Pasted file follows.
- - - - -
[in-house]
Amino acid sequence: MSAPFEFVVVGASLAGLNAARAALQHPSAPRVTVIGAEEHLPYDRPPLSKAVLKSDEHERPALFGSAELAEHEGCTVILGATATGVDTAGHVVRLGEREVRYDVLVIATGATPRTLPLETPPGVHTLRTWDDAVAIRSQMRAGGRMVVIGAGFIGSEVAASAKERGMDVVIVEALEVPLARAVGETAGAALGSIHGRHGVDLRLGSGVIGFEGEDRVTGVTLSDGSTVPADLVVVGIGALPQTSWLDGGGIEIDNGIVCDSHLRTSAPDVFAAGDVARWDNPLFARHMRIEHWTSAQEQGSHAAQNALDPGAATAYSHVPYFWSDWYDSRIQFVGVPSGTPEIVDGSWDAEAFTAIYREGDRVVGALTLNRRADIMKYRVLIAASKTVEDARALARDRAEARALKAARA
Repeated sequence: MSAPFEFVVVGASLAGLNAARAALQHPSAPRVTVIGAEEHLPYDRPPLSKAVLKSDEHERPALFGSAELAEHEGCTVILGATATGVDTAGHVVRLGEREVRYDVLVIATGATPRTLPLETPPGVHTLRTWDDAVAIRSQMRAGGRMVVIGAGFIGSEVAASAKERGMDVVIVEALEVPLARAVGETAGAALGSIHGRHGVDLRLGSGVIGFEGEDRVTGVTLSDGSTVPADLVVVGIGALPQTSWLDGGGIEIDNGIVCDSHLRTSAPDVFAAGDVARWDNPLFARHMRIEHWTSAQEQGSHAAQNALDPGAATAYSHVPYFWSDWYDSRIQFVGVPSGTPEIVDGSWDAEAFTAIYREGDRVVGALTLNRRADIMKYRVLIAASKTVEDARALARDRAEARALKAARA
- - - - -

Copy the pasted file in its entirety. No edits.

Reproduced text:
[in-house]
Amino acid sequence: MSAPFEFVVVGASLAGLNAARAALQHPSAPRVTVIGAEEHLPYDRPPLSKAVLKSDEHERPALFGSAELAEHEGCTVILGATATGVDTAGHVVRLGEREVRYDVLVIATGATPRTLPLETPPGVHTLRTWDDAVAIRSQMRAGGRMVVIGAGFIGSEVAASAKERGMDVVIVEALEVPLARAVGETAGAALGSIHGRHGVDLRLGSGVIGFEGEDRVTGVTLSDGSTVPADLVVVGIGALPQTSWLDGGGIEIDNGIVCDSHLRTSAPDVFAAGDVARWDNPLFARHMRIEHWTSAQEQGSHAAQNALDPGAATAYSHVPYFWSDWYDSRIQFVGVPSGTPEIVDGSWDAEAFTAIYREGDRVVGALTLNRRADIMKYRVLIAASKTVEDARALARDRAEARALKAARA
Repeated sequence: MSAPFEFVVVGASLAGLNAARAALQHPSAPRVTVIGAEEHLPYDRPPLSKAVLKSDEHERPALFGSAELAEHEGCTVILGATATGVDTAGHVVRLGEREVRYDVLVIATGATPRTLPLETPPGVHTLRTWDDAVAIRSQMRAGGRMVVIGAGFIGSEVAASAKERGMDVVIVEALEVPLARAVGETAGAALGSIHGRHGVDLRLGSGVIGFEGEDRVTGVTLSDGSTVPADLVVVGIGALPQTSWLDGGGIEIDNGIVCDSHLRTSAPDVFAAGDVARWDNPLFARHMRIEHWTSAQEQGSHAAQNALDPGAATAYSHVPYFWSDWYDSRIQFVGVPSGTPEIVDGSWDAEAFTAIYREGDRVVGALTLNRRADIMKYRVLIAASKTVEDARALARDRAEARALKAARA